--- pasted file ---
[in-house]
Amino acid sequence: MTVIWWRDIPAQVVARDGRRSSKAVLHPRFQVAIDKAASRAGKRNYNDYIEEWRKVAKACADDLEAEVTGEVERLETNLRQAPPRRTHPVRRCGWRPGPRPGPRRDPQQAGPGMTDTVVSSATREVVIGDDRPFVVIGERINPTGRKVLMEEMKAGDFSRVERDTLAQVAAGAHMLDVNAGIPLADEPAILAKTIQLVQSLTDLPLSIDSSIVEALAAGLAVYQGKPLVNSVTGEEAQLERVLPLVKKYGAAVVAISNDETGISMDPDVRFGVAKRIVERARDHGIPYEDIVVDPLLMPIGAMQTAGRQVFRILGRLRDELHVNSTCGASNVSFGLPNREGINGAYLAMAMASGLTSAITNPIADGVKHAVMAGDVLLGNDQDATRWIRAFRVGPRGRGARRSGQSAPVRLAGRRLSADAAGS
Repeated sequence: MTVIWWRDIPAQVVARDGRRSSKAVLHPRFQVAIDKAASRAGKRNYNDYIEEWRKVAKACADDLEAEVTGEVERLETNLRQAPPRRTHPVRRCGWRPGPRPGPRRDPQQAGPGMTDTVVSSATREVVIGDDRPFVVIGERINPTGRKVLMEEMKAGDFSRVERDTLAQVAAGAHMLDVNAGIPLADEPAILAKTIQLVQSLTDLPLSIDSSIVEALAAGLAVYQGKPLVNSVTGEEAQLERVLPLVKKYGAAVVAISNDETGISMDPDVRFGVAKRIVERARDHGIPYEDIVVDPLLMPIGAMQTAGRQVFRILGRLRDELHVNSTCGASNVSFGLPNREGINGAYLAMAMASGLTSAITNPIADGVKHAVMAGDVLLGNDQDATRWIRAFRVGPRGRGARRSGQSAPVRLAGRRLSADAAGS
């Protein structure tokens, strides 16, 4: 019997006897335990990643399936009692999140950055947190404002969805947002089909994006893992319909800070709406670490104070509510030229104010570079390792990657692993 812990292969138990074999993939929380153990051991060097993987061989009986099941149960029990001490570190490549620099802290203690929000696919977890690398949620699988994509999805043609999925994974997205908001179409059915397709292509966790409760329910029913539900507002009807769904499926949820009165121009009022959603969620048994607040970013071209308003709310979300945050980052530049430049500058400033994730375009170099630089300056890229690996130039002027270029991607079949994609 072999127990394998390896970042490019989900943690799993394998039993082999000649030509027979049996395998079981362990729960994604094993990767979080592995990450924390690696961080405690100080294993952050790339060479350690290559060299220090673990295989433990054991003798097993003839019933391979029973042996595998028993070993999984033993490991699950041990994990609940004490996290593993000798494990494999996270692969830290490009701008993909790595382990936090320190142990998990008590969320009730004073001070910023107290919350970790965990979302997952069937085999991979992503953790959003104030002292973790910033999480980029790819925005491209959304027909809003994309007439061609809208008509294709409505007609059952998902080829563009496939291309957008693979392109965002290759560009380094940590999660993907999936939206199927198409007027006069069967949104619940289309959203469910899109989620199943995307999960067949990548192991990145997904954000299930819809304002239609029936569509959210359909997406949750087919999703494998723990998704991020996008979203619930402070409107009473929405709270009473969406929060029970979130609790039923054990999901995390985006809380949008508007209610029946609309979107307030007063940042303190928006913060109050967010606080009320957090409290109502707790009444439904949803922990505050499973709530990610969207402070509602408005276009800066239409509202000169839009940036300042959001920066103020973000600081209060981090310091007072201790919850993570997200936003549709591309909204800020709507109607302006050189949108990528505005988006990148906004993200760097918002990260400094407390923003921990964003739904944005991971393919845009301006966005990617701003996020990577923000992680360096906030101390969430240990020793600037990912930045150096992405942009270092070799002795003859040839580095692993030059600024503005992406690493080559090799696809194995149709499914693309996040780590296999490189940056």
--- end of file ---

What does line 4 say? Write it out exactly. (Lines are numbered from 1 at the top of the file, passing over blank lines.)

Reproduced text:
């Protein structure tokens, strides 16, 4: 019997006897335990990643399936009692999140950055947190404002969805947002089909994006893992319909800070709406670490104070509510030229104010570079390792990657692993 812990292969138990074999993939929380153990051991060097993987061989009986099941149960029990001490570190490549620099802290203690929000696919977890690398949620699988994509999805043609999925994974997205908001179409059915397709292509966790409760329910029913539900507002009807769904499926949820009165121009009022959603969620048994607040970013071209308003709310979300945050980052530049430049500058400033994730375009170099630089300056890229690996130039002027270029991607079949994609 072999127990394998390896970042490019989900943690799993394998039993082999000649030509027979049996395998079981362990729960994604094993990767979080592995990450924390690696961080405690100080294993952050790339060479350690290559060299220090673990295989433990054991003798097993003839019933391979029973042996595998028993070993999984033993490991699950041990994990609940004490996290593993000798494990494999996270692969830290490009701008993909790595382990936090320190142990998990008590969320009730004073001070910023107290919350970790965990979302997952069937085999991979992503953790959003104030002292973790910033999480980029790819925005491209959304027909809003994309007439061609809208008509294709409505007609059952998902080829563009496939291309957008693979392109965002290759560009380094940590999660993907999936939206199927198409007027006069069967949104619940289309959203469910899109989620199943995307999960067949990548192991990145997904954000299930819809304002239609029936569509959210359909997406949750087919999703494998723990998704991020996008979203619930402070409107009473929405709270009473969406929060029970979130609790039923054990999901995390985006809380949008508007209610029946609309979107307030007063940042303190928006913060109050967010606080009320957090409290109502707790009444439904949803922990505050499973709530990610969207402070509602408005276009800066239409509202000169839009940036300042959001920066103020973000600081209060981090310091007072201790919850993570997200936003549709591309909204800020709507109607302006050189949108990528505005988006990148906004993200760097918002990260400094407390923003921990964003739904944005991971393919845009301006966005990617701003996020990577923000992680360096906030101390969430240990020793600037990912930045150096992405942009270092070799002795003859040839580095692993030059600024503005992406690493080559090799696809194995149709499914693309996040780590296999490189940056």